A 30-year-old Navy veteran died after Antioch police allegedly used the ‘George Floyd hold’ on him while he was suffering a mental health incident, and the family is suing the Antioch PD.
There was not really any media coverage of the December 23 death of 30-year-old Angelo Quinto, who died after Antioch police responded to a call of him having a mental health episode. Quinto’s family said he was not behaving violently at the time, and they allege an unidentified officer kneeled on Quinto’s neck for five minutes while he was begging for his life. He would not regain consciousness, and was pronounced dead within three days.
There tends to be a great deal of media coverage when you hire civil rights attorney John Burris, who’s also known for taking on the Vallejo PD in the Sean Monterrosa killing, and the BART Police in the 2019 McMuffin-gate incident. Now that Quinto’s family has John Burris making trouble on their behalf, the case has made it into today’s New York Times, the Washington Post, and CNN.
According to the wrongful death lawsuit filed in an Alameda County court, “When two yet-to-be identified Antioch police officers arrived at the home, [sister] Isabella Collins directed them to [mother] Ms. Quinto-Collins’ bedroom,” where he had calmed down after the original incident, and was being held by his mother. “As he was being pulled from his mother’s arms, he said to the officers at least twice ‘please don’t kill me.' One officer then crossed Mr. Quinto’s legs behind him. The other officer put the lower part of his right leg on the back of Mr. Quinto’s neck. The officer who had his leg on Mr. Quinto’s neck then said to Ms. Quinto-Collins, ‘this is what we do to keep them calm.’
“At no time while being restrained did Mr. Quinto resist physically or verbally. After being restrained for almost 5 minutes, Mr. Quinto became lifeless.”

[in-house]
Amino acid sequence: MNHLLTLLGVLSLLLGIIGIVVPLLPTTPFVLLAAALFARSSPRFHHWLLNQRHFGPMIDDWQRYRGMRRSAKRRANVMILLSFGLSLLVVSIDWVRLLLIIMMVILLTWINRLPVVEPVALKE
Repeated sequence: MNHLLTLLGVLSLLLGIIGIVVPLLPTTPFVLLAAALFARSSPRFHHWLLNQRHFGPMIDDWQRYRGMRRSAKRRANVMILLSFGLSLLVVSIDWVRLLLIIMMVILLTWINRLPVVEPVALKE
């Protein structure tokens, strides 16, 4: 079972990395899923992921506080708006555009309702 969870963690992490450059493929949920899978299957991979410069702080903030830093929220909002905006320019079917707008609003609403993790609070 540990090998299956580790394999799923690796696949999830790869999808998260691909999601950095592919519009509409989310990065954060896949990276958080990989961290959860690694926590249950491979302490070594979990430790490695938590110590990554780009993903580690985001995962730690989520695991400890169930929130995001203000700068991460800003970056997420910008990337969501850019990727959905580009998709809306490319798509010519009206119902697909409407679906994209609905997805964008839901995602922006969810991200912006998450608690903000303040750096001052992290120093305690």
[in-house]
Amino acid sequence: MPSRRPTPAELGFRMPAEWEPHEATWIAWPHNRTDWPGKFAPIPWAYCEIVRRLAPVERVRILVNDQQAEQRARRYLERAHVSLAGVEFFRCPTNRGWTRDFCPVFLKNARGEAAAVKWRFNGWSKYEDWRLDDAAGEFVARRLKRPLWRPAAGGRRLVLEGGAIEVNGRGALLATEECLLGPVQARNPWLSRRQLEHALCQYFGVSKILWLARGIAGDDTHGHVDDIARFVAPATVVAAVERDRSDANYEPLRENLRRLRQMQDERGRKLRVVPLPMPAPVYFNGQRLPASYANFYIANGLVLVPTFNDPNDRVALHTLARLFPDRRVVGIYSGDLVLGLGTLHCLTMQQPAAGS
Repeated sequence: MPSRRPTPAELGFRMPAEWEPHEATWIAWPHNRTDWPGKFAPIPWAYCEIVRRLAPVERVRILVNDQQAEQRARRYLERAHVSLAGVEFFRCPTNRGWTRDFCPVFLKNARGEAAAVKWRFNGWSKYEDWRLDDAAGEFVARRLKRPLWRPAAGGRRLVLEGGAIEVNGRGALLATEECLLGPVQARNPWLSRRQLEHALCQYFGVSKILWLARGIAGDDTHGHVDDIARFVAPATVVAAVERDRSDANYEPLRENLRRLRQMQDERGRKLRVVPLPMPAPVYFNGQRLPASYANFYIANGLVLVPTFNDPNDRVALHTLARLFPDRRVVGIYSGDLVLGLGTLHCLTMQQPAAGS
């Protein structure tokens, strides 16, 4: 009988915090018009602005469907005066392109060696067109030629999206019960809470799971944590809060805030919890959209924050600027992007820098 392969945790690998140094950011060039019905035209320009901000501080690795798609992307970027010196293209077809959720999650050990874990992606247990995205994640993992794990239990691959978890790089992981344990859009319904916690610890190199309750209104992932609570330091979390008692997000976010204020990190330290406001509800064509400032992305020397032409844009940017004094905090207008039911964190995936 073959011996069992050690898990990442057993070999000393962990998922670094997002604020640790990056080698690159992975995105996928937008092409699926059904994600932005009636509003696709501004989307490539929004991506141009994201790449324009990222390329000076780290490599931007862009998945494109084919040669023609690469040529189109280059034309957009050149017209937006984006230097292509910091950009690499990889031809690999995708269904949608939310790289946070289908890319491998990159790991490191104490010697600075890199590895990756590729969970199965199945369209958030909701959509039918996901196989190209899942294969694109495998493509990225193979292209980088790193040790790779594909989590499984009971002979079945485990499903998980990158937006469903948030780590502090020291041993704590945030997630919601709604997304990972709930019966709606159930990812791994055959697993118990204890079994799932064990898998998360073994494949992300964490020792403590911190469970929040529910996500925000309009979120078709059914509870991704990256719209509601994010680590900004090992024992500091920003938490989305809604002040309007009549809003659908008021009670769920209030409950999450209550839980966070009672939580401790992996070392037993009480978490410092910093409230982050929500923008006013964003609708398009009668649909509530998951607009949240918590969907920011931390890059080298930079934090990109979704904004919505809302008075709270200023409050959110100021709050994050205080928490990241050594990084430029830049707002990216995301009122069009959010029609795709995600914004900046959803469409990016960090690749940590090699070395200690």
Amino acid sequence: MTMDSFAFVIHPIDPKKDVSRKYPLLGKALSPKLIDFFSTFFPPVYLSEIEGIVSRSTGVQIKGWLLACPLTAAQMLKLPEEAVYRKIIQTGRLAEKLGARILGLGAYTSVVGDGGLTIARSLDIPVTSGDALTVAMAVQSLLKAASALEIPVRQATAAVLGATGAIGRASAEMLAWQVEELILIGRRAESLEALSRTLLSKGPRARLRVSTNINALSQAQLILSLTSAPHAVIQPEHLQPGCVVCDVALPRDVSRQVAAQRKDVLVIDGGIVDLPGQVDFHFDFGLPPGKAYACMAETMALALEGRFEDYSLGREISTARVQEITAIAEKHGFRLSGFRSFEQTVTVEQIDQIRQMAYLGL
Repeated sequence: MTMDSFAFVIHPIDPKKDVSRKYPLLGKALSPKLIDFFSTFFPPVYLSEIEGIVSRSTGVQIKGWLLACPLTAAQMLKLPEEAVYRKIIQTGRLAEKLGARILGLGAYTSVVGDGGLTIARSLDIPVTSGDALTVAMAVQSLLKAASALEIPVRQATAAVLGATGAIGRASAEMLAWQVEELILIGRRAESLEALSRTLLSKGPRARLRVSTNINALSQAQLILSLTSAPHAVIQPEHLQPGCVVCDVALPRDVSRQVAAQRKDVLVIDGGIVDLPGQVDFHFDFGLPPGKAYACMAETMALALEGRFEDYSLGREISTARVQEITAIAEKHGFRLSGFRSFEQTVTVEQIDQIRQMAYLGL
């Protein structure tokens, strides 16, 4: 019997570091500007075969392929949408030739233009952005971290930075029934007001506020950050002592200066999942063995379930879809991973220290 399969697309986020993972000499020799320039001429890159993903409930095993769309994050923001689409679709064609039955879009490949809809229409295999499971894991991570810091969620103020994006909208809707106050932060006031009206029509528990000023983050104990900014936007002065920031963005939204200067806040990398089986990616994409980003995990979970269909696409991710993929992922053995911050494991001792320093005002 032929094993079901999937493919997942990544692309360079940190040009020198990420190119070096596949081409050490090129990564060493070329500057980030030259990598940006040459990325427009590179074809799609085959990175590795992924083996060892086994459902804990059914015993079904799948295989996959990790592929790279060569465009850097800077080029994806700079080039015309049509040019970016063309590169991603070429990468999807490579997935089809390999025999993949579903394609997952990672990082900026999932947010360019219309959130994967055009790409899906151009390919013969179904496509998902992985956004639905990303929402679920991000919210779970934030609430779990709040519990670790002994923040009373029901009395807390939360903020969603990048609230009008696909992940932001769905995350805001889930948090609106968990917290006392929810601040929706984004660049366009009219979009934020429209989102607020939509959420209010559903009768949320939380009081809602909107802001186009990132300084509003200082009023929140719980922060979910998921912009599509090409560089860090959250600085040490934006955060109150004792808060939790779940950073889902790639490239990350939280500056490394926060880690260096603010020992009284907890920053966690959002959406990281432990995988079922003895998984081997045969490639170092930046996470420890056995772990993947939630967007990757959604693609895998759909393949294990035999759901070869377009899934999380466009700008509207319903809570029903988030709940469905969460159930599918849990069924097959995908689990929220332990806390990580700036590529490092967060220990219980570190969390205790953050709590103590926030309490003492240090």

At a press conference last week Burris said, “The most tragic part of this is they used the ‘George Floyd hold,’" and that “Within five minutes he was essentially dead. That cannot happen. That’s tragic.”
Quinto’s mother shot video of the incident, and be warned this four-minute video of police handling Quinto’s body is pretty horrifying and disturbing. As he lays there, “essentially dead” in Burris’ words, Quinto’s mother is frantically yelling “Does he have a pulse? What’s happening?” Police keep asking if he was doing drugs, perhaps figuring it must have been the drugs that left him in that state rather than the alleged five minute chokehold.
The Chronicle adds that “Police didn’t disclose Quinto’s death to the public for nearly a month,” and that Antioch police Lt. John Fortner “told The Chronicle on Wednesday that the Contra Costa County district attorney and sheriff’s Coroner’s Division are investigating Quinto’s death, and that the agencies will provide more information when portions of the review are complete.”
What is exceptionally rough for the family is that their own police call may have led to Quinto’s death. “We trusted them too much during a time of fear and vulnerability and panic,” his mother told the Chron. “I would not call them if this happened again.”
Per the Mercury News, “An online obituary for Quinto describes him as a U.S. Navy veteran who graduated from Berkeley High School and attended Berkeley City College.”
If you or someone you know is struggling with mental illness, San Francisco General Hospital has a 24-hour Crisis Services hotline at 628-206-8125, and the Mental Health Board of San Francisco has a list of additional resources.
Image: via Quinto’s sister Isabella Collins